Restorers work to upgrade Catslide House
Friday, Feb. 29, 2008
If an old house could talk the Catslide House in Port Tobacco would weave a fascinating tale.
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Staff photo by GARY SMITH
Steve and Tina Lohr of S.D. Lohr Inc. in Waldorf are working toward the completion of an historical restoration of the Catslide house in Port Tobacco.
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Located near the Port Tobacco Courthouse along the shore of the Port Tobacco River, the mid-18th-century house was only one of hundreds of buildings that provided services and shelter to people who once lived in the bustling harbor town.
The house’s proper name is Burch House, but the name Catslide stuck because of the steep slope of the roof. It is currently under historic restoration and due to be completed very soon, said Tina Lohr, a remodeling contractor with S.D. Lohr Inc. in Waldorf. Lohr and her husband, Steve, were contracted by Charles County to restore the house near the Port Tobacco Courthouse off Chapel Point Road.
The house was ‘‘pretty deteriorated,” Tina Lohr said.
The restoration project includes sinking a well and installing a septic system, building a bathroom, putting on a new roof and installing hand-milled cypress siding and trim done by Emanuel Kurtz, an Amish carpenter, said Cathy Hardy, the county’s community planning program manager.
The job also includes installing a heating and air-conditioning system and a new front door, Hardy said.
The house was last renovated in the 1970s and 1980s, Hardy said.
‘‘Before that it was virtually falling down,” she said. ‘‘The entire front of the house was falling down. One of the challenges of restoring the house was the sediment and drainage problems in the town over the years. The house is like a sponge. It holds the moisture, which is one of the worst things for wood frames. It really led to deterioration through the years.”
The restoration is being funded by a $55,000 Maryland Heritage Areas Authority grant, Hardy said, adding that the town of Port Tobacco kicked in $60,000 toward the project, as well.
‘‘This grant is large enough to take care of the whole project,” she said, adding the Lohrs are doing an excellent job in restoring the house. ‘‘They’ve really worked hard on this. All of the details are well thought out and planned.”
Very little is actually known about the house other than it was a residence built in the mid-18th century, said James Gibb of Gibb Archaeological Consulting in Annapolis. Gibb is doing an extensive archeological dig for artifacts in Port Tobacco.
‘‘We’ve heard a lot of stuff about the house’s history, but it’s kind of vague,” he said, adding that it might have been used for a schoolhouse at one point.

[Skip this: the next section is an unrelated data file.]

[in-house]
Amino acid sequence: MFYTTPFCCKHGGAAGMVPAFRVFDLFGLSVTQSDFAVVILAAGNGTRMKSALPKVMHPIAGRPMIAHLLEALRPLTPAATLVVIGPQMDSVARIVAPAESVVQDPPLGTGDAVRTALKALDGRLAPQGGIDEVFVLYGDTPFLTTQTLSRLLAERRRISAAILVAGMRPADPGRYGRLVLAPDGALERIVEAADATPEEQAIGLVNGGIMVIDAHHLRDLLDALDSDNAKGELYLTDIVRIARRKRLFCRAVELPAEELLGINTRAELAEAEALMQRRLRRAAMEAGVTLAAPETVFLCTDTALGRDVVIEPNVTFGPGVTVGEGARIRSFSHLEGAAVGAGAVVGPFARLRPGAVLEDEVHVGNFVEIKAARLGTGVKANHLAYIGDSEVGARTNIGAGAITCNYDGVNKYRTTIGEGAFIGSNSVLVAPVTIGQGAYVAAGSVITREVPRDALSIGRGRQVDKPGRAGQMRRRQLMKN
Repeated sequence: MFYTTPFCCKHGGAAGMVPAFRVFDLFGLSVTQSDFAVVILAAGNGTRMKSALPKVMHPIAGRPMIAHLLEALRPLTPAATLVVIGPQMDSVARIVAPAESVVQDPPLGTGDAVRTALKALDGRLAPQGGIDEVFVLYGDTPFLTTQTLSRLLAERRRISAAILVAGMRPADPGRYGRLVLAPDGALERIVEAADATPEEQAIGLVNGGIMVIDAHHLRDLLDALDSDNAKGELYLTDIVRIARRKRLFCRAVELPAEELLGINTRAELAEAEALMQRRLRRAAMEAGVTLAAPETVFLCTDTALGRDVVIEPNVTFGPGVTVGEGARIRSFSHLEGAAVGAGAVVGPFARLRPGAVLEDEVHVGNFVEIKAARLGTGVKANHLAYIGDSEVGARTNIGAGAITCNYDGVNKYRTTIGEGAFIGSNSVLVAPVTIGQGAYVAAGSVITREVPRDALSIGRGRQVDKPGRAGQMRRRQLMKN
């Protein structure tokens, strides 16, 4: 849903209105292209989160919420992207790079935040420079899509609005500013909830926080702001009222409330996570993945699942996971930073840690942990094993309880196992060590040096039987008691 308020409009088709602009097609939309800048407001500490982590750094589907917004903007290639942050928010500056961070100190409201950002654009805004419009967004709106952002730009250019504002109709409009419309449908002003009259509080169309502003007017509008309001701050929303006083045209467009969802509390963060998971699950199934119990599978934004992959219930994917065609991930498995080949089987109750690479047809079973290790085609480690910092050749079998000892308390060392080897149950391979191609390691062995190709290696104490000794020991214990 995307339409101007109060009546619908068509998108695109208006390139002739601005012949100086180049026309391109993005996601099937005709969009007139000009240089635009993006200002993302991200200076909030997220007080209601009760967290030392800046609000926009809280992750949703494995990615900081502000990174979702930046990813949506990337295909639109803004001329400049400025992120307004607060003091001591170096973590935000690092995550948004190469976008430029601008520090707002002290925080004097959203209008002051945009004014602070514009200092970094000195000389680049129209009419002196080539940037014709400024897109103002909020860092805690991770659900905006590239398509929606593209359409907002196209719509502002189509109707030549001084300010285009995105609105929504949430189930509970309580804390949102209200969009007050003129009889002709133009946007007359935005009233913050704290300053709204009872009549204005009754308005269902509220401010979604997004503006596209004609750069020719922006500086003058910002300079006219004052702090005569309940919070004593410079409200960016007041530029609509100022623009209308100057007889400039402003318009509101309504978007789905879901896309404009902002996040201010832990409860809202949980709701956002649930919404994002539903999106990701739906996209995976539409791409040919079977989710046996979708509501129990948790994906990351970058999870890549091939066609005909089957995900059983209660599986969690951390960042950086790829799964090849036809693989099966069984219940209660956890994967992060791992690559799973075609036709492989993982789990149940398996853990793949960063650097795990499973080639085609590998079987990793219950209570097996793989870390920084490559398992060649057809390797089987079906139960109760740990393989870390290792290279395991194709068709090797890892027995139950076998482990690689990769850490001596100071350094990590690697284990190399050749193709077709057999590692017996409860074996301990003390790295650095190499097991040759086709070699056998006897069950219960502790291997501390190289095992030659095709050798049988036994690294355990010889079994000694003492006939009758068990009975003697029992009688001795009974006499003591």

It was once used as a children’s museum, said Roz Racanello, executive director of the Southern Maryland Heritage Area Consortium.
‘‘I’m very excited that there’s been some interest in the Catslide House and Port Tobacco, in general,” she said. ‘‘Port Tobacco is probably one of the richest archeological sites in Southern Maryland. I’m delighted that it is getting the attention and support that it deserves.”
It was during a test dig around the house that Gibb discovered the remainder of a brick floor and foundation that was apparently an addition made to the house during some point in its history.
‘‘If you saw the house in October of 2006 it was in bad shape, but I’ve got an historical photograph dating to the 1920s when it was in really awful shape,” he said. ‘‘It was close to collapsing.”
Restoring the house is important because it is one of only three structures still standing from the time when Port Tobacco was a bustling port town in the early 18th century, Gibb said.
Once the restoration is finished, Gibb said he plans to use part of the structure to store artifacts that he uncovers at the archeological digs at the site.
A wet and dry lab will also be installed in the house to prepare unearthed artifacts for storage.
Catslide will serve as the temporary headquarters for the newly established Charles County chapter of the Archeological Society of Maryland, Gibb said, adding more excavations will be done around the house.
‘‘There are rich deposits of artifacts from the 18th and 19th century that are very deep in the ground,” he said.
Hardy said the house is a perfect place for a meeting place for the county’s chapter of the archeological society.
‘‘It’s a great place for the chapter to call home,” she said.
Everyone involved in the project is looking forward to the full restoration of the house, especially in light of the county celebrating its 350th anniversary this year, Hardy said.
‘‘We’re all very excited about this and everything else that is going on in the village,” she said.